Definitions

from The American Heritage® Dictionary of the English Language, 4th Edition

  • n. The place where a structure or group of structures was, is, or is to be located: a good site for the school.
  • n. The place or setting of something: a historic site; a job site.
  • n. A website.
  • transitive v. To situate or locate on a site: sited the power plant by the river.

from Wiktionary, Creative Commons Attribution/Share-Alike License

  • n. Sorrow, grief.
  • n. The place where anything is fixed; situation; local position; as, the site of a city or of a house.
  • n. A place fitted or chosen for any certain permanent use or occupation; as, a site for a church.
  • n. The posture or position of a thing.
  • n. A computer installation, particularly one associated with an intranet or internet service or telecommunications.
  • n. A website.
  • v. To situate or place a building.

from the GNU version of the Collaborative International Dictionary of English

  • n. The place where anything is fixed; situation; local position.
  • n. A place fitted or chosen for any certain permanent use or occupation.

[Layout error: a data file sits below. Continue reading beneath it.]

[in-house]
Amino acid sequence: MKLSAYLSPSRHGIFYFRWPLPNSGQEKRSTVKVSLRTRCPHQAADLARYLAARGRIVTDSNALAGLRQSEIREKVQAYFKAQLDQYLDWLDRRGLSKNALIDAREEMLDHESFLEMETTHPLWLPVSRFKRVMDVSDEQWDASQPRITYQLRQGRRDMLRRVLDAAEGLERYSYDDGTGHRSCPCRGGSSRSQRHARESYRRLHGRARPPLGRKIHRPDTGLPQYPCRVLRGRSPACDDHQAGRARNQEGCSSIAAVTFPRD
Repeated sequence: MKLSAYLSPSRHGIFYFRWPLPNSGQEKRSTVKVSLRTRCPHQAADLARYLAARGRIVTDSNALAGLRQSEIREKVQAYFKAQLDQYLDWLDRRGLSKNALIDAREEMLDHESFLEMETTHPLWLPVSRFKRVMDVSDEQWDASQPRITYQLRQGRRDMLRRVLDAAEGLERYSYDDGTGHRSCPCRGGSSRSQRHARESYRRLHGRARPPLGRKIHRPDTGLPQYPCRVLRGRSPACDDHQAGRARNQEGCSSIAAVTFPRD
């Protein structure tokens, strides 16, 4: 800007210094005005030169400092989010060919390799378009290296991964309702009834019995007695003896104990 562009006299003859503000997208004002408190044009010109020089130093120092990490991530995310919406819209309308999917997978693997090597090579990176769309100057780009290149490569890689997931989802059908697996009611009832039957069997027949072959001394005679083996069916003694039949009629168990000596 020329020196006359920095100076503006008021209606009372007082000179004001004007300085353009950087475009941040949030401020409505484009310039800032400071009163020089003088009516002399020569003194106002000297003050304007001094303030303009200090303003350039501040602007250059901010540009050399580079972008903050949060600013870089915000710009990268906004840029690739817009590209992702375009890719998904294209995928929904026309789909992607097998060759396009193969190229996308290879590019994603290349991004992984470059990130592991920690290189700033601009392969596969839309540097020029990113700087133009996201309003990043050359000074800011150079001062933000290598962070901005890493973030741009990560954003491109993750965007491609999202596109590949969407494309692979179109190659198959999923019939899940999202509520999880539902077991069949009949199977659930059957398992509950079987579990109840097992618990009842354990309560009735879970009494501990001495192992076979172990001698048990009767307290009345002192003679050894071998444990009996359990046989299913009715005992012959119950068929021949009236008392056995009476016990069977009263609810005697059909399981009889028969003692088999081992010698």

• n. The posture or position of a thing.

from The Century Dictionary and Cyclopedia

  • n. Sorrow; grief; misery; trouble.
  • n. Sinfulness; sin.
  • To grieve; mourn.
  • n. Position, especially with reference to environment; situation; location.
  • n. The ground on which anything is, has been, or is to be located.
  • n. Posture; attitude; pose.
  • n. In fortification, the ground occupied by a work: also called plane of site.
  • To select a site for; place; locate.

from WordNet 3.0 Copyright 2006 by Princeton University. All rights reserved.

  • n. the piece of land on which something is located (or is to be located)
  • n. a computer connected to the internet that maintains a series of web pages on the World Wide Web
  • n. physical position in relation to the surroundings
  • v. assign a location to

Etymologies

Middle English, from Old French, from Latin situs; see situs.
(American Heritage® Dictionary of the English Language, Fourth Edition)
Probably from Old Norse (compare Norwegian syt). (Wiktionary)
From Middle English, from Anglo-Norman site, from Latin situs ("position, place, site"), from sinere ("to put, lay, set down, usually let, suffer, permit"). (Wiktionary)

Examples

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